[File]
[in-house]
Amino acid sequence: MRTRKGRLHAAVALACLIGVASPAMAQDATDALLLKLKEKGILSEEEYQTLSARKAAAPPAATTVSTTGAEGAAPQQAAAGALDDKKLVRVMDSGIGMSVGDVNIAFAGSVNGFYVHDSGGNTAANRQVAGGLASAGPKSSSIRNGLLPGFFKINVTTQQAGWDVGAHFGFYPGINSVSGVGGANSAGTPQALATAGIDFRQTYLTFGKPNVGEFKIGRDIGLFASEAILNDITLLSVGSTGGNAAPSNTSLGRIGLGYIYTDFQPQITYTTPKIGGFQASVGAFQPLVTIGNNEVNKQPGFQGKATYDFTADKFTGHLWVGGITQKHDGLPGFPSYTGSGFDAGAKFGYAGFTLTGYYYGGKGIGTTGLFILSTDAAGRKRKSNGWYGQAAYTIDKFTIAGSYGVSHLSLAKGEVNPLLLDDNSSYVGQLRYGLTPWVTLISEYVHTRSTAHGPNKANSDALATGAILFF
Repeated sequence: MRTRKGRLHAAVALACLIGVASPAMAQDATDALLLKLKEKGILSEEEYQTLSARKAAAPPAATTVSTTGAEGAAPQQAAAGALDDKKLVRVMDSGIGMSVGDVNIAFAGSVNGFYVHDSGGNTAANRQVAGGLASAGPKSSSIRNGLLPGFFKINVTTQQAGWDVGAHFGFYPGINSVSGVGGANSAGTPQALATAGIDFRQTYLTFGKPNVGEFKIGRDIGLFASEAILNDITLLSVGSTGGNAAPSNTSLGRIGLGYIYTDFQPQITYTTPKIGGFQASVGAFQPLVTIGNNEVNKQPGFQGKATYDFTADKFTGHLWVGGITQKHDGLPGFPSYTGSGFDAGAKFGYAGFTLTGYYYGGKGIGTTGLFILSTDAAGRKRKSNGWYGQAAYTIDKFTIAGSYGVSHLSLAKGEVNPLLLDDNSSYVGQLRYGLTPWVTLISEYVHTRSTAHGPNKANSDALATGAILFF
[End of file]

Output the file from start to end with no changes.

[in-house]
Amino acid sequence: MRTRKGRLHAAVALACLIGVASPAMAQDATDALLLKLKEKGILSEEEYQTLSARKAAAPPAATTVSTTGAEGAAPQQAAAGALDDKKLVRVMDSGIGMSVGDVNIAFAGSVNGFYVHDSGGNTAANRQVAGGLASAGPKSSSIRNGLLPGFFKINVTTQQAGWDVGAHFGFYPGINSVSGVGGANSAGTPQALATAGIDFRQTYLTFGKPNVGEFKIGRDIGLFASEAILNDITLLSVGSTGGNAAPSNTSLGRIGLGYIYTDFQPQITYTTPKIGGFQASVGAFQPLVTIGNNEVNKQPGFQGKATYDFTADKFTGHLWVGGITQKHDGLPGFPSYTGSGFDAGAKFGYAGFTLTGYYYGGKGIGTTGLFILSTDAAGRKRKSNGWYGQAAYTIDKFTIAGSYGVSHLSLAKGEVNPLLLDDNSSYVGQLRYGLTPWVTLISEYVHTRSTAHGPNKANSDALATGAILFF
Repeated sequence: MRTRKGRLHAAVALACLIGVASPAMAQDATDALLLKLKEKGILSEEEYQTLSARKAAAPPAATTVSTTGAEGAAPQQAAAGALDDKKLVRVMDSGIGMSVGDVNIAFAGSVNGFYVHDSGGNTAANRQVAGGLASAGPKSSSIRNGLLPGFFKINVTTQQAGWDVGAHFGFYPGINSVSGVGGANSAGTPQALATAGIDFRQTYLTFGKPNVGEFKIGRDIGLFASEAILNDITLLSVGSTGGNAAPSNTSLGRIGLGYIYTDFQPQITYTTPKIGGFQASVGAFQPLVTIGNNEVNKQPGFQGKATYDFTADKFTGHLWVGGITQKHDGLPGFPSYTGSGFDAGAKFGYAGFTLTGYYYGGKGIGTTGLFILSTDAAGRKRKSNGWYGQAAYTIDKFTIAGSYGVSHLSLAKGEVNPLLLDDNSSYVGQLRYGLTPWVTLISEYVHTRSTAHGPNKANSDALATGAILFF